At its most basic form, social media marketing, popularly known as SMM, is a form of internet marketing that involves creating various types of content –from images and videos to livestreams and games –and sharing them over one or more social media applications and platforms. By doing this, company’s are able to not only maintain a digital presence, but also create strategies that keep their brand constant in their customer’s psyche. While you could most certainly run an entire social media campaign for free, paying for social media advertising (or Paid Social, as it’s called in the biz) is the best way to leverage social media technologies to your advantage.
Social Media Marketing: Defining Your Business Goals
The first step of any strategy will always be defining your business goals. These goals can be short-term or long-term, but either way, they must be clearly stated, with clear definitions, and a clear timeframe. Sure, you could probably just go ahead and make a social media platform, but without a basic guide as to what you want to achieve, you’re basically just wasting internet real estate.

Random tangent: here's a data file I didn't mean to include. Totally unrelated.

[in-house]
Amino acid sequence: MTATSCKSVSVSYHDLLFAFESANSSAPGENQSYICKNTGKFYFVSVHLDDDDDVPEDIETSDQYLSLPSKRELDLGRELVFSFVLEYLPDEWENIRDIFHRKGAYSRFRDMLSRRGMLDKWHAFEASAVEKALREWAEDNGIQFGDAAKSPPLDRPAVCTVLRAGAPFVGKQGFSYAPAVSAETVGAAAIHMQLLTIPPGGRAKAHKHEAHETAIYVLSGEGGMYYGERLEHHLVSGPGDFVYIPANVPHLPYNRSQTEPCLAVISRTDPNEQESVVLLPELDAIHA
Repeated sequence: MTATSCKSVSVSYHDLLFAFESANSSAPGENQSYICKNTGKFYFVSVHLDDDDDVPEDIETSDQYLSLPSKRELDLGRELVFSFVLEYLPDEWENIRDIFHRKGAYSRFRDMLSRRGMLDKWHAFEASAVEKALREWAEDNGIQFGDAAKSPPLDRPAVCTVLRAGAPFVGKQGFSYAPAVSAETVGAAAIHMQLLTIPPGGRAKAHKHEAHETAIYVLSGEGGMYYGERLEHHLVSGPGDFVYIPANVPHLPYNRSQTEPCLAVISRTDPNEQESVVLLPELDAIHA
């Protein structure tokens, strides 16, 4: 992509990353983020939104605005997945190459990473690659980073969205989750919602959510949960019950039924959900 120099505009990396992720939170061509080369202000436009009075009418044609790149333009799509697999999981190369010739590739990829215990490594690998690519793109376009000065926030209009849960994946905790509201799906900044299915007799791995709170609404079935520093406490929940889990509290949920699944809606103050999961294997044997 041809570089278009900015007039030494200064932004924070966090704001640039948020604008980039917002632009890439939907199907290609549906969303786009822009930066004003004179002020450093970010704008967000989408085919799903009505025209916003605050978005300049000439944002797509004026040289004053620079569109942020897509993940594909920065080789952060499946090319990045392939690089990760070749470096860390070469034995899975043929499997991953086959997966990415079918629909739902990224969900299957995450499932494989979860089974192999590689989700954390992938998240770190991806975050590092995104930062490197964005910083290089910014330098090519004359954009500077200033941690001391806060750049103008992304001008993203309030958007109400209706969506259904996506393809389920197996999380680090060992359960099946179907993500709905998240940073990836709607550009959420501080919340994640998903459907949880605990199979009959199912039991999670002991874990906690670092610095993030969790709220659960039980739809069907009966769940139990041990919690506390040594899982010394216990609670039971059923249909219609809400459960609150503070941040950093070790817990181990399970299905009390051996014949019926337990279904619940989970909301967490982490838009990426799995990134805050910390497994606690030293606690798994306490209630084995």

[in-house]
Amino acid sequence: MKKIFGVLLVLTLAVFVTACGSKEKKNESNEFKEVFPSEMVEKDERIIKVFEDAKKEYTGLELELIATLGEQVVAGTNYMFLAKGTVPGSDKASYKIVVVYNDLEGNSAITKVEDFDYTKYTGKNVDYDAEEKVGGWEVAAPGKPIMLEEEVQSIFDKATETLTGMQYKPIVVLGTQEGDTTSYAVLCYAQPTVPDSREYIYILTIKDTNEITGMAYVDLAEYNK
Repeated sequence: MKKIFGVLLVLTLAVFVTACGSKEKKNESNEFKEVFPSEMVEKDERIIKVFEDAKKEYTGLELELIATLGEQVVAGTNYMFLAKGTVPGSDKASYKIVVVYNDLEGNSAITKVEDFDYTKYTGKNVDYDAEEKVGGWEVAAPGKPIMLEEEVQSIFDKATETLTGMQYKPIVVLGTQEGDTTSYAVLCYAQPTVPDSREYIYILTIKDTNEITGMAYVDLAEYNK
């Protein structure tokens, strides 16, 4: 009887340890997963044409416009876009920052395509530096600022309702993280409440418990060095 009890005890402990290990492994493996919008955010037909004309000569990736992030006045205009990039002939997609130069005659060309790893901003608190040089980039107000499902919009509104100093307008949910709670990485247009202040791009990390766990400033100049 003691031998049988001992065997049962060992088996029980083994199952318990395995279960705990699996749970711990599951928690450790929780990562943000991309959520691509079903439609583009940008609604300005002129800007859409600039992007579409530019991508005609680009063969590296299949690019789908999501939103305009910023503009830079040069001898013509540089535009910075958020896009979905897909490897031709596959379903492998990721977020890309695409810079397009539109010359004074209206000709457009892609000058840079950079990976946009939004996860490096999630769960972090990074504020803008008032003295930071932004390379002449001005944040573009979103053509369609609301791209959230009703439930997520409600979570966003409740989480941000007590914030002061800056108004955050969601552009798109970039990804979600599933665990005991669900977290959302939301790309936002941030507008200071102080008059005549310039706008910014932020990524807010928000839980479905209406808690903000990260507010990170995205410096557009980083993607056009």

As with traditional marketing strategies, there are some basic questions you can ask yourself when you define your goals:
- Outside of being relevant in the digital business space, what else do you expect social media marketing to do for your brand?
- What exactly is the psychographic of your target audience?
- Which social media platforms and applications does your target audience primarily use?
- What exactly is your branding and does it match the social media platforms you are targeting?
Take a good, hard look at your business type, the industry you’re in, and your current branding, not to mention your marketing budget. All of these should inform your social media strategy and help drive it in the right direction. Yes, it’s important for your brand to be on a social media platform, but what’s more important is for your brand to be in the right social media platform.